Sunday School Updates, Week Twenty–“Learning About Jesus”

“‘Rejoice with me because I have found my lost sheep.’” (Luke 15:4-6)

“I tell you, in just the same way there will be more joy in heaven over one sinner who repents than over ninety-nine righteous people who have no need of repentance.” Jesus


“Jesus told us this story to help his followers to understand that God loves us and forgives us. He wanted us to know that each one of us is very special to God.”

Believe Celebrate Live Reconciliation Page 24

Learning About Jesus

“People could tell that there was something different about Jesus. He spoke with authority. He did not teach like a scribe who knows things about God, but like the Son who actually knows God, his Father.”  Source: Lisa Reno, Magnifikid! January 28, 2018 Vol 15. Part 2. Section 5. Page 3

A scribe was a person who wrote for other people, who did not know how to read, write, or spell. They also were the scholars who copied and wrote down the text of the Torah, which we call the “Old Testament.” In Judea, where Jesus lived, scribes had a powerful position:

“[Scribes were] men specially trained in writing, and thus influential as interpreters and teachers of the Law, and agents of the rulers...The Gospels usually portray scribes (along with chief priests, elders, and/or Pharisees) as opponents of Jesus who actively sought his death (Mark 11:27).”  Source:

Jesus used different ways to talk to and teach his followers and disciples. He told stories, called “parables” which used “comparison, or a parallel, by which one thing is used to illustrate another.” Jesus talked to people about the shepherd who had lost a sheep and left ninety-nine sheep to find the one lost animal. This is a parable because it uses the parallel of a shepherd to God, who looks out for and loves each of us. Source:

Jesus also performed “miracles” which are: “Wonders performed by supernatural power as signs of some special mission or gift and explicitly ascribed to God.” When Jesus fed five thousand people with five leaves of bread and two fish, it was a miracle.

Jesus did other acts including healing the sick, raising the dead, changing water into wine, walking on water, and driving evil spirits out of people. All of these actions helped his followers and disciples understand that He was God, the Son.

There are easy and helpful books for young children that explain these actions with cartoon-like characters or wonderful illustrations. I remember my mom not wanting me and my siblings to read comic books as a children, because they weren’t educational enough. It wasn’t repressive, she simply wanted us to stick to “real” books. However, educators now know that books with pictures can help students of all levels understand material quickly. For visual learners of all ages, “A picture is worth a thousand words.” Here are books about Jesus for students of various ages, starting with books for emergent readers on upward to about twelve years old, that tell the stories with pictures, photos, and cartoon characters.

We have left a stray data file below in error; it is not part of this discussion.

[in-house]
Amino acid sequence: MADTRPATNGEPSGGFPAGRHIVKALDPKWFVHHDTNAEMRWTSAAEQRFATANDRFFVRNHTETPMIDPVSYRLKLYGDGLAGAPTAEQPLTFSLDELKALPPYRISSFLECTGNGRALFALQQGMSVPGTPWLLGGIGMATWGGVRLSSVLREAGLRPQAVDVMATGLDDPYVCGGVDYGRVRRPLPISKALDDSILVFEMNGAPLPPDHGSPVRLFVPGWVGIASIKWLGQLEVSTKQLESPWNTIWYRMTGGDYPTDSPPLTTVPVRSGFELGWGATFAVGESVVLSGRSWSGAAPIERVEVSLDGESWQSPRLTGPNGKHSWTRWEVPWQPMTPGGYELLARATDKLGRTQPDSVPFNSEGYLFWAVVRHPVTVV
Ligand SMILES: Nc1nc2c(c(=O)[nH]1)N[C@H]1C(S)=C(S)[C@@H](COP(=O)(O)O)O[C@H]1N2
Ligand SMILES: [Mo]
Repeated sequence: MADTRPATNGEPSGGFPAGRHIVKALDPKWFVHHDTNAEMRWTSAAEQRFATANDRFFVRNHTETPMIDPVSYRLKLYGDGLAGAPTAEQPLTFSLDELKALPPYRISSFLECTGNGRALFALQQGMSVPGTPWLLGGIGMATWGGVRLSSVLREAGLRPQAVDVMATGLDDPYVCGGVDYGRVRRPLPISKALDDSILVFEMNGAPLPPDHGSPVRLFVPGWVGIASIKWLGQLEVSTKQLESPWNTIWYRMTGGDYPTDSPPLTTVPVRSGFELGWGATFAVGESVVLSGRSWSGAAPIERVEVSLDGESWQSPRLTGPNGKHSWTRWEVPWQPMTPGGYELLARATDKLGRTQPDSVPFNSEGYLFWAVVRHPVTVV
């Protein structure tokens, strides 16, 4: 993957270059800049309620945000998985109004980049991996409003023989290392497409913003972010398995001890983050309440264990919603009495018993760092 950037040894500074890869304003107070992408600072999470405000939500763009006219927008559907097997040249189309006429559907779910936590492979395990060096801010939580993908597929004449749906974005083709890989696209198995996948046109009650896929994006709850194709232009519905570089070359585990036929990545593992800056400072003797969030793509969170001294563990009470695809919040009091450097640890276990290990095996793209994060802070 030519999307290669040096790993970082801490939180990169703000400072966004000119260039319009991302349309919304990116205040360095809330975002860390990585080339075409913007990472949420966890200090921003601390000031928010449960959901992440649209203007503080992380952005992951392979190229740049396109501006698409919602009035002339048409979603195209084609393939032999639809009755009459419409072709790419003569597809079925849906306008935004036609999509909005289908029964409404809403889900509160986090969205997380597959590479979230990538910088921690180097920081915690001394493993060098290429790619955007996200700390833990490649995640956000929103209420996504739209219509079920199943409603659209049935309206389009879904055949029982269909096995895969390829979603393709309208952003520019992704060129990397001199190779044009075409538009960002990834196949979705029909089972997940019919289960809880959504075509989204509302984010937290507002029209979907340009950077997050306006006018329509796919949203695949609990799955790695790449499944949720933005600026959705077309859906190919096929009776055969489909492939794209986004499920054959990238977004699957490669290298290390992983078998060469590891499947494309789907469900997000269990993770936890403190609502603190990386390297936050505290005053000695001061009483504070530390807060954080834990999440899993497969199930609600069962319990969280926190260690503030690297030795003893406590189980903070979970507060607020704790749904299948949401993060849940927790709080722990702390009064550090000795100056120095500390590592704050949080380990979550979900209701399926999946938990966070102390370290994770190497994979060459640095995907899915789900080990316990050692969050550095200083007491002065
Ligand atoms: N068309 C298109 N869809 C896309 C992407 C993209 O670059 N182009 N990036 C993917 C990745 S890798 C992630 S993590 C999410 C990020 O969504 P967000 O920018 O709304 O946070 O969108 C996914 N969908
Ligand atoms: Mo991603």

Learning About Jesus  through Reading and Illustrations

Click on image to enlarge.


 The Gospel for Sunday, January 28, 2018

“Then they came to Capernaum,
and on the sabbath Jesus entered the synagogue and taught.
The people were astonished at his teaching,
for he taught them as one having authority and not as the scribes.
In their synagogue was a man with an unclean spirit;
he cried out, “What have you to do with us, Jesus of Nazareth?
Have you come to destroy us?
I know who you are—the Holy One of God!”
Jesus rebuked him and said,
“Quiet! Come out of him!”
The unclean spirit convulsed him and with a loud cry came out of him.
All were amazed and asked one another,
“What is this?
A new teaching with authority.
He commands even the unclean spirits and they obey him.”


Words for the students to learn from the Gospel: Capernaum, synagogue, authority, scribes, an unclean spirit, Nazareth, convulsed, commands


For Parents
I learned when I converted, that the entire Latin Rite of the Roman Catholic Church (That’s us!) all read the same Scripture readings each day. The Sunday readings take three years to complete and are divided into A, B, and C, for the three years. This is year we are reading B in the Lectionary, which is different than the Bible.
(This is when it’s handy to have a son who is a priest. I called him when he was in his car, on speaker phone, and got the extra benefit of having another theologian, who was a passenger, participate in the answering of my questions. I wanted to know if I was accurate in what I had written above. I got some corrections, then I got more sophisticated information on said subject than I needed for Sunday School Updates. However, I also learned that there are twenty-three different rites in the Roman Church. As a convert, I am learning all the time.)